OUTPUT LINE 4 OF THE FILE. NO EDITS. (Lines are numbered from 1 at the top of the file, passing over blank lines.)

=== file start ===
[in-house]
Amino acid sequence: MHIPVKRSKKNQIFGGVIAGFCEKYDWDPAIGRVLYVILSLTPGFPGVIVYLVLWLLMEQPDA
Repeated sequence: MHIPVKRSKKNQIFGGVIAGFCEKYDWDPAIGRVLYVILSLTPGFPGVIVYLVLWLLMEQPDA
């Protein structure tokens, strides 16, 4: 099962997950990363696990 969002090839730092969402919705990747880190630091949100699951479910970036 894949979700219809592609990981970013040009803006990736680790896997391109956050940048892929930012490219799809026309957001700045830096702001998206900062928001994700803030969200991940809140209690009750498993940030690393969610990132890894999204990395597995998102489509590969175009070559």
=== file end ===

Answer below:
């Protein structure tokens, strides 16, 4: 099962997950990363696990 969002090839730092969402919705990747880190630091949100699951479910970036 894949979700219809592609990981970013040009803006990736680790896997391109956050940048892929930012490219799809026309957001700045830096702001998206900062928001994700803030969200991940809140209690009750498993940030690393969610990132890894999204990395597995998102489509590969175009070559």